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It seemed a safe assumption to William Alexander that growing his own food would be cheaper than buying. A pack of tomato seeds costing $1.79 had the potential, he estimated, to produce "fifty, a hundred, maybe even two hundred dollars' worth of tomatoes."

"Try getting a return like that on Wall Street," he said. Then he checked the math...

Alexander, by vocation a technology guy, is a home gardener for the love of it... So it seemed fitting, on a day when it was still too early for planting, to ask what advice Mr. Alexander — the sort of fellow who buys a few books and builds his own kitchen when the estimates come in too high — might offer those gardening naïfs who are just starting to muck around...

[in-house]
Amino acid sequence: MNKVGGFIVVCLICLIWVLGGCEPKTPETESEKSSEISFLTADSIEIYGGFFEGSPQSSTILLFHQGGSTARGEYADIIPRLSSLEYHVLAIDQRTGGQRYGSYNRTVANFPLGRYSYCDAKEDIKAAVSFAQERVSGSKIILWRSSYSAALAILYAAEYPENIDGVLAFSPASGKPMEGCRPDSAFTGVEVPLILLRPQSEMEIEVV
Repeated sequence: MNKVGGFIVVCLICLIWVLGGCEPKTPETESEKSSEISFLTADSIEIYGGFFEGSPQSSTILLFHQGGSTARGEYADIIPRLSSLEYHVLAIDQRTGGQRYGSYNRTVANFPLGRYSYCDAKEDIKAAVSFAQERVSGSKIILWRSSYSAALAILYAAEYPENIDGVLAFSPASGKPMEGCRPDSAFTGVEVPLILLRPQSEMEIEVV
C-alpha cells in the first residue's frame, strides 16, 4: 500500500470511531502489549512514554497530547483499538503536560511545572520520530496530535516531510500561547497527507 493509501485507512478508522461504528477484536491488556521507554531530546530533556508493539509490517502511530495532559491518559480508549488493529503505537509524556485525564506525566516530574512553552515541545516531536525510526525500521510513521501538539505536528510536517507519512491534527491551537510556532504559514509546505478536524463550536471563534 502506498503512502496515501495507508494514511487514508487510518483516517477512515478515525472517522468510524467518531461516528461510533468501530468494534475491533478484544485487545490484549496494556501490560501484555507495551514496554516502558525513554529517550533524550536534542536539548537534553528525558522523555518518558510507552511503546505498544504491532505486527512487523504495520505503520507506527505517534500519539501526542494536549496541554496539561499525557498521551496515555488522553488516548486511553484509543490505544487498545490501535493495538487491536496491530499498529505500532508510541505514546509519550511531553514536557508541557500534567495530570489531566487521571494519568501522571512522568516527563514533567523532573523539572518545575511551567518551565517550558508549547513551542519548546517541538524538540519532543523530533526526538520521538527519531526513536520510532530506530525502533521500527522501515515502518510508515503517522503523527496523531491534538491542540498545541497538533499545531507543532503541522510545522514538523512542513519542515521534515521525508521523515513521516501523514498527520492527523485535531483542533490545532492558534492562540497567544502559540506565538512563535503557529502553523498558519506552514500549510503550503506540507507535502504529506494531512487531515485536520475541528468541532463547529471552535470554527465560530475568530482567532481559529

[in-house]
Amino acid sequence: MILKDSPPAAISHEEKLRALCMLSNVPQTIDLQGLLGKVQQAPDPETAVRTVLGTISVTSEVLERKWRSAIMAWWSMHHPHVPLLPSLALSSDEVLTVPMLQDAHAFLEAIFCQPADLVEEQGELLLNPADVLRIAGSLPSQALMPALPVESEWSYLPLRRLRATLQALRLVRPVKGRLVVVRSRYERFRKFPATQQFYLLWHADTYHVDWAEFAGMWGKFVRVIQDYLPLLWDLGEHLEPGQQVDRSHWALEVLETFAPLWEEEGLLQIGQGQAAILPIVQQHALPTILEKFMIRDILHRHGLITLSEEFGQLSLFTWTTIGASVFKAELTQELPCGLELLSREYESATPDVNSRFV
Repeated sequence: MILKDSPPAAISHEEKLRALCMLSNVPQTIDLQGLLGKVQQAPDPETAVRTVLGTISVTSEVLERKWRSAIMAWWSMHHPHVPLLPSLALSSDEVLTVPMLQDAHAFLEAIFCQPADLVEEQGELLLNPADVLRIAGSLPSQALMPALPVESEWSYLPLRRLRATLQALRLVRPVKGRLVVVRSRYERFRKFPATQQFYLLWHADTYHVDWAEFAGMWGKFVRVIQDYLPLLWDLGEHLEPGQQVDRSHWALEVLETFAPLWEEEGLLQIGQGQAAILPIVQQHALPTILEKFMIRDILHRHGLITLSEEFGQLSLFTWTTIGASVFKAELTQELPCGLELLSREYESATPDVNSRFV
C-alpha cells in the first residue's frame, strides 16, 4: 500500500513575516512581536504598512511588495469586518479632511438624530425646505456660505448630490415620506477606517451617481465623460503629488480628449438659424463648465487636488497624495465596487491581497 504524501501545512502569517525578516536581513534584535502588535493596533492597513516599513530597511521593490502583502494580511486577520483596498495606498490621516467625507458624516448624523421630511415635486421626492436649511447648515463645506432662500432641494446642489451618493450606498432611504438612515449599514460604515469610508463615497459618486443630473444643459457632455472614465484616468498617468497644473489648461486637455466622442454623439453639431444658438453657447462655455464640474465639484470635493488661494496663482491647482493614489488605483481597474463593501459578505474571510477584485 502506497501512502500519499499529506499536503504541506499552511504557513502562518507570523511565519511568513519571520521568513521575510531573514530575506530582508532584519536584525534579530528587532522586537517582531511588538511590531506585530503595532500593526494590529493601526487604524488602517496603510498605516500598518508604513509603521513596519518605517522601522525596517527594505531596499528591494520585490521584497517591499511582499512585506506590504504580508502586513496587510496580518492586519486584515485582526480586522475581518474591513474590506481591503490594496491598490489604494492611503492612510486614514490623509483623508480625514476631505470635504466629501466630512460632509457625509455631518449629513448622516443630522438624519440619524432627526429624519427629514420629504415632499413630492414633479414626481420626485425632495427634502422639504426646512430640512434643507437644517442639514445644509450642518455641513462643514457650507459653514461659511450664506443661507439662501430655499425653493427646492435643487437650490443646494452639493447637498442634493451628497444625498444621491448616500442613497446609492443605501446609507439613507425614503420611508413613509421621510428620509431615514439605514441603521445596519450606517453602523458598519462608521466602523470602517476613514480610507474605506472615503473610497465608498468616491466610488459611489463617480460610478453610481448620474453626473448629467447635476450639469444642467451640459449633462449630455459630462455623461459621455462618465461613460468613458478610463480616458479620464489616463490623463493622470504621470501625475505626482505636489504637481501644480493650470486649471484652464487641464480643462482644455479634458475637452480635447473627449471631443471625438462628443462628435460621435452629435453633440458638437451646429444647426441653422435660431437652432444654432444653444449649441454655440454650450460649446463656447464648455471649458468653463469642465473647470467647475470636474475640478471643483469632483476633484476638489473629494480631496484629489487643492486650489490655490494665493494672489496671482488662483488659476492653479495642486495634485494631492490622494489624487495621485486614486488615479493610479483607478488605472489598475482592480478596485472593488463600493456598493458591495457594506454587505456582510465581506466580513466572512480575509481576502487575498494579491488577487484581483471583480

"The biggest problem Anne and I had when we were trying to figure out what to do, a mistake we would encourage other couples to avoid: we gave each other garden books. Great Victorian gardens, small period gardens — garden porn. And what we failed to realize, though it should have been obvious to anyone, was that one of the things that made great Victorian gardens great was that they came with great Victorian gardeners..."

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